January’s author-in-focus is Mary Stewart (1916-2014), who wrote romantic suspense novels, as well as a romantic fantasy series based on the King Arthur tales, and several children’s books. A year ago, a dozen of her romance novels found their way to my bookshelves, and last October I began reading them. Having finished 11 of them*, I take this final day of January to focus on what I loved — and didn’t love — about them.
Stewart, born in County Durham, the daughter of a vicar, began writing stories before she reached school age, and published her first poem at age 5 (in her father’s parish newsletter). An English major, after 1938 she taught various age-levels until her marriage in 1945 to a geologist from Scotland. After her first novel was published, she and her husband moved to Edinburgh, where she continued writing until her husband’s death in 2001.
There’s no question that Stewart’s books, although beautifully written and, I have to admit, enthralling, would be classed by many as “escapist” fiction. Stewart felt no shame in that description of her books. According to the Mary Queen of Plots blog, Stewart was convinced there is a place for such work, as a refuge against the realities of everyday life, against what she described as some people’s version of facing reality: “doing the washing up or cleaning the drains or watching scarifying TV documentaries about the vilest aspects of human nature”. Ironically, those vile aspects appear in many of these stories, but that’s a minor cavil.
Regarding the value of escapist literature, I agree with Stewart, especially since her own writing is not just enjoyable, but masterful. Her descriptions of woods and rivers, farms and fields, cities and villages, castles and barns — all so natural and full of sounds, scents, colors and motion, I’m convinced that Stewart has been to the places she describes — from Northumberland near Hadrian’s Wall, south to the Pyrenee Mountains, the vineyards of Provence, the Alps of France or Austria, further south to Crete, and then east to Damascus and Syria. (She might well have visited these places with her husband, while he conducted geological research.)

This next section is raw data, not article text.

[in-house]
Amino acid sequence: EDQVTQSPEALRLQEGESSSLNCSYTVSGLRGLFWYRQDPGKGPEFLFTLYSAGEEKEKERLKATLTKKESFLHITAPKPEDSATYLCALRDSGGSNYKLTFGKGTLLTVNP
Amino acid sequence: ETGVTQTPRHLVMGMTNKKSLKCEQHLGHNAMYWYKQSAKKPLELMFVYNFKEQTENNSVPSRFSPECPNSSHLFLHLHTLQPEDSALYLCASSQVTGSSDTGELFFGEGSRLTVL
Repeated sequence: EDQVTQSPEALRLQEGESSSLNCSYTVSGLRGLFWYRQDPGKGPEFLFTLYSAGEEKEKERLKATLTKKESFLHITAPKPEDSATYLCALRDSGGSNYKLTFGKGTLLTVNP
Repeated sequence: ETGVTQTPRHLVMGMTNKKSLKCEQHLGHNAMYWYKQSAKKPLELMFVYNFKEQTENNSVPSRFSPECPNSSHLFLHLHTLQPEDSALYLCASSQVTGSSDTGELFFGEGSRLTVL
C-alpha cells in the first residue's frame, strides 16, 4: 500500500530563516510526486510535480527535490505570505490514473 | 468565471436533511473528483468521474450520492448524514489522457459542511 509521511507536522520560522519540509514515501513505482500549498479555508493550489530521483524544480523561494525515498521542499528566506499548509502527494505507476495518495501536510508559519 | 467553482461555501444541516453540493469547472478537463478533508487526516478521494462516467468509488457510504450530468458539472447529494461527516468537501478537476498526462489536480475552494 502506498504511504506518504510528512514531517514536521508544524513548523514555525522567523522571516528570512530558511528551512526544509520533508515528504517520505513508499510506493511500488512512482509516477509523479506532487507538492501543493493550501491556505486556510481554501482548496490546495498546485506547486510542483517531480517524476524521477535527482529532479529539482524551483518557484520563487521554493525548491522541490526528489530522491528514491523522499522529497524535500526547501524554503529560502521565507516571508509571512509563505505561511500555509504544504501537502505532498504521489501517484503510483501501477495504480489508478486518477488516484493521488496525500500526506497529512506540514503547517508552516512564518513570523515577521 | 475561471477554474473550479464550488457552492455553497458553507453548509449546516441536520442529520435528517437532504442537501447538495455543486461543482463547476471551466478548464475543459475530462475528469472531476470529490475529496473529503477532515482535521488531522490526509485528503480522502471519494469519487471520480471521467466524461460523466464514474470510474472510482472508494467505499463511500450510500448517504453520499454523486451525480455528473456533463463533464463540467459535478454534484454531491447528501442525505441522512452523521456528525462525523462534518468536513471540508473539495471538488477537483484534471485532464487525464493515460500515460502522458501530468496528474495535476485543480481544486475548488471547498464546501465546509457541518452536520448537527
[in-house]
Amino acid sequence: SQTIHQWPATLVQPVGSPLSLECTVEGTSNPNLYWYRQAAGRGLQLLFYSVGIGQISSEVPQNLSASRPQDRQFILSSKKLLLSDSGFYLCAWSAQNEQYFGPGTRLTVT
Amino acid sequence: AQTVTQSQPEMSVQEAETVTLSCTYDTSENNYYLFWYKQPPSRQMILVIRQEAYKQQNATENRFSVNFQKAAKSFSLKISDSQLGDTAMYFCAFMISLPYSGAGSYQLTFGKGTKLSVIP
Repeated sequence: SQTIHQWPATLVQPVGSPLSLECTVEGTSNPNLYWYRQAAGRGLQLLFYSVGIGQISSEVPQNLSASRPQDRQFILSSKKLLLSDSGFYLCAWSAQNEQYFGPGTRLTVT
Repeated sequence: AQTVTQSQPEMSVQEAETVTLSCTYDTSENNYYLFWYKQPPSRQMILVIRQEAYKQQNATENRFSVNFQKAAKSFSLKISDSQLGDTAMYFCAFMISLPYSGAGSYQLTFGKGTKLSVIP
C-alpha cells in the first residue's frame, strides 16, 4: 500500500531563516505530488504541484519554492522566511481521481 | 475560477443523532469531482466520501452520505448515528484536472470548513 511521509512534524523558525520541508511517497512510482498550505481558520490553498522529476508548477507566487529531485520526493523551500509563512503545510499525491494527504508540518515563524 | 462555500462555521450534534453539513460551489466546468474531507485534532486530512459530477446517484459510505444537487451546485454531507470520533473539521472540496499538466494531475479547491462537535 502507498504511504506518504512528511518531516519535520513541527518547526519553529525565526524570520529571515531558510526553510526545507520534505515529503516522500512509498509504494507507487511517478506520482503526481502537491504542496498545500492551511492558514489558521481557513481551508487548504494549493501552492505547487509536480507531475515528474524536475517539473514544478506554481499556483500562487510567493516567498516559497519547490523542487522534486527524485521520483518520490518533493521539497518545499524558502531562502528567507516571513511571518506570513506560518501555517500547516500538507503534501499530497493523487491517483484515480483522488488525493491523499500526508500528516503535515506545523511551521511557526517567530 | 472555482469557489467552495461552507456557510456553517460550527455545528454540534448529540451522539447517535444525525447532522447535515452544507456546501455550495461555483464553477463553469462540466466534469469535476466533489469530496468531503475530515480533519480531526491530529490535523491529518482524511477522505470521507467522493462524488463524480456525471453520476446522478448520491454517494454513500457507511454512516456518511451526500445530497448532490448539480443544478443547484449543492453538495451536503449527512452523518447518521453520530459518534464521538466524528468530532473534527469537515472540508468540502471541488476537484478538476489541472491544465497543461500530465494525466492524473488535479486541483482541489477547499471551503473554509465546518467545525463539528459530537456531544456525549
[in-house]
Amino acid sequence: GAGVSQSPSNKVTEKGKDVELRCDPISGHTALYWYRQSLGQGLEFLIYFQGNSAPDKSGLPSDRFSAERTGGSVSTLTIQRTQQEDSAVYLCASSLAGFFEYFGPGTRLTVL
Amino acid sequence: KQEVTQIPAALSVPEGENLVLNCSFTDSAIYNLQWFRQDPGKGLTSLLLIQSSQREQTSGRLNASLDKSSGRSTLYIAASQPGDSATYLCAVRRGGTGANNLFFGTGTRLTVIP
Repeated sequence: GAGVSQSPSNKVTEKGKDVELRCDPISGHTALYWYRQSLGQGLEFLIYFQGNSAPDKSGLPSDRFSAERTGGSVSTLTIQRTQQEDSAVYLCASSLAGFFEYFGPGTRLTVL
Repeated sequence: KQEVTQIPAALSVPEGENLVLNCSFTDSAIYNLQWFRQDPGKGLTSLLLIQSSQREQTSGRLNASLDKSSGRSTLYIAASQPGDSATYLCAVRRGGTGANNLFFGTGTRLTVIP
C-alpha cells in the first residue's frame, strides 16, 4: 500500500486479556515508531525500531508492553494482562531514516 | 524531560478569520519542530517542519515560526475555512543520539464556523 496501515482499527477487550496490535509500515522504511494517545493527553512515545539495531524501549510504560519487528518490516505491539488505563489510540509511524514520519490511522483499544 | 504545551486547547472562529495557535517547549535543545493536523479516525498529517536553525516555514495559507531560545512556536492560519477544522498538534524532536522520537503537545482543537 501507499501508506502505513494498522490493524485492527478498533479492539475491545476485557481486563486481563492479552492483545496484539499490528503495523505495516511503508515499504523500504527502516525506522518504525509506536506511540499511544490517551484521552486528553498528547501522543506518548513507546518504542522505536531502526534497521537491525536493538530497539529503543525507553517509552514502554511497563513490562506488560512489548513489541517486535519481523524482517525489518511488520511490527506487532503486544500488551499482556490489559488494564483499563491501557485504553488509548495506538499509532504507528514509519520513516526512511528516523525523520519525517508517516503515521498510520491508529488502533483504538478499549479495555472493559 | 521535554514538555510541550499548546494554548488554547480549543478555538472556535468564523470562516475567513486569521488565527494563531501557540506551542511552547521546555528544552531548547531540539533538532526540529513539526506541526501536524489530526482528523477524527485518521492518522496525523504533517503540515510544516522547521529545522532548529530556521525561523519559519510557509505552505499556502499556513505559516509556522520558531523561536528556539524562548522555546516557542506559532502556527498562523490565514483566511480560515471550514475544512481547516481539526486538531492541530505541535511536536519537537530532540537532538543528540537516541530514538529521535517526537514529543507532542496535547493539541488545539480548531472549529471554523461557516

Strong on plots as well, Stewart knew how to start gently but then move quickly into the central mystery. Red herrings are everywhere, but also carefully planted clues, with some surprises in her plots, misdirections that lead to stunning twists, weather and terrain that help or hinder the heroine, people not who they first appear to be. There is violence, and a couple of her heroines are beaten up, but the violence makes sense given the various characters’ motivations. There are also some thrilling chase scenes involving cars, or boats, or even a cog-wheel train up an Austrian alp. Everything happens quickly, and within a week all is resolved, with villains exposed and carted away, and the happy couple united and ready to lead what I assume will be a quiet life.
Each book features a strong, intelligent and brave young woman who meets and falls in love with a man she soon learns is already deep in some mystery. Could be a troublesome relative about to die, with an estate to dispose of; could be missing jewels or smuggled art work; could be murder planned (of a child, no less!), or murder already committed. She might initially believe the man is a villain, but fall for him anyway (Why?) and spend several chapters wondering is he? or isn’t he? (Invariably, he isn’t.)
What makes me cringe is how each heroine suddenly becomes helpless and weak, wishing her love would come get her out of this mess, and then grateful because he comes just in the nick of time to rescue her (or, in one case, just after a horse beans the villain before he can kill her). These women seem to melt, turning soft and almost gooey. The heroes, in turn, become even more manly (i.e., protective and bossy) as they fall in love with the heroine. It’s almost sad to watch these strong women stand back and let the men handle things. One heroine explains, as she and the hero are closing in on the villains, “It was not simply that as a man he wasn’t prey to my kind of physical weakness and fear … He was, quite positively, enjoying himself.” (my italics) Another notes how she no longer resents the hero bossing her around, watching herself fall more deeply in love with him as he takes charge and tells her to stand back.
I don’t even want to think what that’s all about.
Final assessment: I’ve enjoyed these books, and I’m holding on to them for now, but I may send them to a Little Free Library later this year. Except for The Moonspinners. It was the first Mary Stewart novel I read, soon after the movie came out in 1964, and I still love it, despite the tiresome weakening of the heroine towards the end.
*Novels read for this review (with US publication dates): Madame, Will You Talk (1955), Wildfire at Midnight (1956), Thunder on the Right (1957), Nine Coaches Waiting (1958), My Brother Michael (1959), The Ivy Tree (1961), The Moonspinners (1962), This Rough Magic (1964), Airs Above the Ground (1965), The Gabriel Hounds (1967), and Touch Not the Cat (1976).
Want to read more about Mary Stewart? Check out Mary Queen of Plots, an extensive blog with answers to nearly every question you could think of. This is where I found reference to Stewart’s comments about writing escapist books.